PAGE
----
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1598 [1529]

he is apt and ready enough to doe it.

This as I sayd, wold not admonish George Reuet, but needes he must persiste in his wicked purpose: notwithstāding at the length, as many were offended with him in the paryshe, so honest weomen especially (being mightely greued at his vngodly doinges) came to him & said: neighbour Reuet, are ye not afrayd to let your sonne helpe the naughty priest say masse, and to serue that abominable idoll? and he said no. Then said she, we feare not to go to church and heare masse, seing you being a man, that so much professe christianitie, will let your son helpe the priest saye masse &c. At which wordes Riuet waxed angry, and in his rage immediatly made his praier vnto God after this maner or with such lyke woordes, saying: MarginaliaRiuet prayed for a strange token.O Lorde, if it be not thy will that my sonne should so doe, then I beseche thee sende some straunge token to let be vnderstande what thy good pleasure is therin &c. So according to his petition, with in short space after, his neighbours bull came into his pasture, and there he hauing a verye proper gelding whiche was his felicitie aboue any thing he had, the bull running vpon him, did so wound and gore him, that immediatlye therof his gelding died, and he thereby nothing amended. MarginaliaRiuet confessed the Lords hād against him and yet continued in his synne.For although he knewe and confessed, that it was the Lordes hand vpon him, for the sufferaunce of his sonne in that wicked vocation: yet would he not take him from it, but permitted him still to vse & frequent the same against his owne conscience. MarginaliaRiuet died of a strange sycknesse.At the last the Lorde iustly sent vpon him a great swelling in his legges, whiche did so greuously vexe and trouble him, by reason it swelled vpwarde, that at length hauing thereby brought vppon him a very straunge sicknesse, died most miserably in so impatiēt maner, þt it terrified al good hartes to here thereof. The Lorde graunt, for Christes sake that we may obserue his iudgements better, to his glory & our comfort, Amē.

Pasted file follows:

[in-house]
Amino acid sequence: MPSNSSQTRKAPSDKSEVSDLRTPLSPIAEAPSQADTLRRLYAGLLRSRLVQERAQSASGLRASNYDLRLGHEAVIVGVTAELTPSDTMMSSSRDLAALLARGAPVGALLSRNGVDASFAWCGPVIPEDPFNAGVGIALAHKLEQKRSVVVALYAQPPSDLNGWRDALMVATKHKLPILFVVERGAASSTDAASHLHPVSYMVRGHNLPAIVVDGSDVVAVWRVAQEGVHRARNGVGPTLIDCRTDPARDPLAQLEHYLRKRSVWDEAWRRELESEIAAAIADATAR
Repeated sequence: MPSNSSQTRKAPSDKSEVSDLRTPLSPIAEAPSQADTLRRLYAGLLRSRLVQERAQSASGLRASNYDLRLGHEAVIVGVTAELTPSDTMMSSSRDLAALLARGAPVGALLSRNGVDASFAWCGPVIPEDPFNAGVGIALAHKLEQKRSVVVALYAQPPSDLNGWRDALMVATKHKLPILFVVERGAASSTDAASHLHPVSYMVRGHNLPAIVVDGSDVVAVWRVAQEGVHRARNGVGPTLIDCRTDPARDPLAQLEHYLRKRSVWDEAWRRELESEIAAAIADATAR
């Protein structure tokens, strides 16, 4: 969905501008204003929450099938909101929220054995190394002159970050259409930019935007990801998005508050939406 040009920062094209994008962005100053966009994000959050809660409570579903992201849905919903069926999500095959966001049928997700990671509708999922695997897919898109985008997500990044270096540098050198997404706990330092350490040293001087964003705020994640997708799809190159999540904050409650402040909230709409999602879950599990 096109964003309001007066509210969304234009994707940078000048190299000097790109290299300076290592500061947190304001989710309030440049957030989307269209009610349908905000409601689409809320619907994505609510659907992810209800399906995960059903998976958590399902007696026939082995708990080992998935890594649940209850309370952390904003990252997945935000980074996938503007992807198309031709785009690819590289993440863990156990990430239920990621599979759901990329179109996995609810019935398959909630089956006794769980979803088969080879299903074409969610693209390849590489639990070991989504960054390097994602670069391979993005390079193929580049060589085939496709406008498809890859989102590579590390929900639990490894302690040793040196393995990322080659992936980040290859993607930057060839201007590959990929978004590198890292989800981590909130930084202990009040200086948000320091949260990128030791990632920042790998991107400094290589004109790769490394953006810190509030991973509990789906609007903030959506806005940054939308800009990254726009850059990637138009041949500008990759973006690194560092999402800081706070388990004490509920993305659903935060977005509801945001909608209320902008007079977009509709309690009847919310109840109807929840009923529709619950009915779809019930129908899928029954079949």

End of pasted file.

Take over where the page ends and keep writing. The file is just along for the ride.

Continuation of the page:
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Robert Lawson.